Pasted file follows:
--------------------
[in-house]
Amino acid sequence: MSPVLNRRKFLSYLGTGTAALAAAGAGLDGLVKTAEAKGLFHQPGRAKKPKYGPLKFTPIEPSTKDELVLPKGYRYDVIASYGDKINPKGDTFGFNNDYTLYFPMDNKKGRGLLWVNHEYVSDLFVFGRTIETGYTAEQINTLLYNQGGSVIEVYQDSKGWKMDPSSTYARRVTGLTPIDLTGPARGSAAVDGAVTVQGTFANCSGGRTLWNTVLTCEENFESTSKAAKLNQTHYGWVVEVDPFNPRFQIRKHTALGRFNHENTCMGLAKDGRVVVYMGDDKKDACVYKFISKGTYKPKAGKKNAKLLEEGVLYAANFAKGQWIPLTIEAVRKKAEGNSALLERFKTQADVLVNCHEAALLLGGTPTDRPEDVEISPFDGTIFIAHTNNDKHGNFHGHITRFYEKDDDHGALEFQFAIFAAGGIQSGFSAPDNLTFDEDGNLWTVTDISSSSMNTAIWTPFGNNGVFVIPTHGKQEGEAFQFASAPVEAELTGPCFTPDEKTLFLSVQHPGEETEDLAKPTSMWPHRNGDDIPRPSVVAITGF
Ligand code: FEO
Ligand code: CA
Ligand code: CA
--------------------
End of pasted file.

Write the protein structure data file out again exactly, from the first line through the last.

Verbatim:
[in-house]
Amino acid sequence: MSPVLNRRKFLSYLGTGTAALAAAGAGLDGLVKTAEAKGLFHQPGRAKKPKYGPLKFTPIEPSTKDELVLPKGYRYDVIASYGDKINPKGDTFGFNNDYTLYFPMDNKKGRGLLWVNHEYVSDLFVFGRTIETGYTAEQINTLLYNQGGSVIEVYQDSKGWKMDPSSTYARRVTGLTPIDLTGPARGSAAVDGAVTVQGTFANCSGGRTLWNTVLTCEENFESTSKAAKLNQTHYGWVVEVDPFNPRFQIRKHTALGRFNHENTCMGLAKDGRVVVYMGDDKKDACVYKFISKGTYKPKAGKKNAKLLEEGVLYAANFAKGQWIPLTIEAVRKKAEGNSALLERFKTQADVLVNCHEAALLLGGTPTDRPEDVEISPFDGTIFIAHTNNDKHGNFHGHITRFYEKDDDHGALEFQFAIFAAGGIQSGFSAPDNLTFDEDGNLWTVTDISSSSMNTAIWTPFGNNGVFVIPTHGKQEGEAFQFASAPVEAELTGPCFTPDEKTLFLSVQHPGEETEDLAKPTSMWPHRNGDDIPRPSVVAITGF
Ligand code: FEO
Ligand code: CA
Ligand code: CA